Matthew Flinders’ first voyage to Australia was on Reliance, which sailed for New South Wales carrying the Colony’s second Governor, John Hunter. Flinders was thinking of promotional opportunities when he asked to join the crew. The Sydney they reached on 7 September 1795 after six months at sea was a rough and isolated prison outpost with just 3200 people, two thirds of whom were convicts. The surgeon on Reliance was 24 year old George Bass, also from Lincolnshire.
Almost immediately, Bass and Flinders left on their first expedition. With Bass’ 14-year-old servant, William Martin, the two adventurers headed south to Botany Bay on 26 October 1795 — against the elements in a miniature vessel with a single mast and sail. Bass had brought this tiny boat with him on Reliance. At ‘about eight feet keel and five feet beam’ (around 2.5 metres by 1.5 metres), it was dubbed appropriately Tom Thumb. They were away nine days and traced the Georges River about 32 kilometres further inland than hitherto known.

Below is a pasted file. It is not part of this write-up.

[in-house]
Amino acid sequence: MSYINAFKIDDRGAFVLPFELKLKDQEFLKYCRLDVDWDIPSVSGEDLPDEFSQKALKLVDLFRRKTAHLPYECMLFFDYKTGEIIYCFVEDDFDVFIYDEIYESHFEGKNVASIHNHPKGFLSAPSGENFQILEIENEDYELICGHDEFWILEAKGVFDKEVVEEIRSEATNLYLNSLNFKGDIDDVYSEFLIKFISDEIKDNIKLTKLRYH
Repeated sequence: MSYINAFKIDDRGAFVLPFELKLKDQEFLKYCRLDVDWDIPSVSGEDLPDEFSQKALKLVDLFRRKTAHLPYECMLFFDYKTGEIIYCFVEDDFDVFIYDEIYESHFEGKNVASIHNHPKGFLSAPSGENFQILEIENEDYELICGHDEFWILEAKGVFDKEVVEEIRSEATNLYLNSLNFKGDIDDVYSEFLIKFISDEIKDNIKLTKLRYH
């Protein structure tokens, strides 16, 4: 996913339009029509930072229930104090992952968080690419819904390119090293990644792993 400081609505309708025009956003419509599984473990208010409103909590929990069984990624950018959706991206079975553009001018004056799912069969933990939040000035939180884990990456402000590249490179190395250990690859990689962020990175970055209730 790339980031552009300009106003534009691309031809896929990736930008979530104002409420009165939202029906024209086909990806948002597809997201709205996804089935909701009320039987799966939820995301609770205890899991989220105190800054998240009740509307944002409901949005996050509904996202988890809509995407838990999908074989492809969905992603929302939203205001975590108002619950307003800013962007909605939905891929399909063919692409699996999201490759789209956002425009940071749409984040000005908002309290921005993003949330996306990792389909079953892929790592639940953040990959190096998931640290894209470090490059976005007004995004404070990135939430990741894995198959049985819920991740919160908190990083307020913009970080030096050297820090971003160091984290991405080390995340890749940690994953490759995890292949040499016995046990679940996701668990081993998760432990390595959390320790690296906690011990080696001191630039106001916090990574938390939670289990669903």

As soon as Reliance returned from a voyage to Norfolk Island in March 1796, the two friends set out again in another Tom Thumb, one of similar size that had been built in the Colony. On 25 March, at 3 am, Flinders, Bass and Martin set out to locate a river which had been reported south of Botany Bay. A breeze blew them much further south than intended, almost as far as present-day Port Kembla. They suffered shipwreck, had a tense encounter with some Aboriginal people and came across Lake Illawarra. On their way back north they were almost wrecked by a wild southerly buster. They reached the object of their voyage, Port Hacking, on 31 March 1796.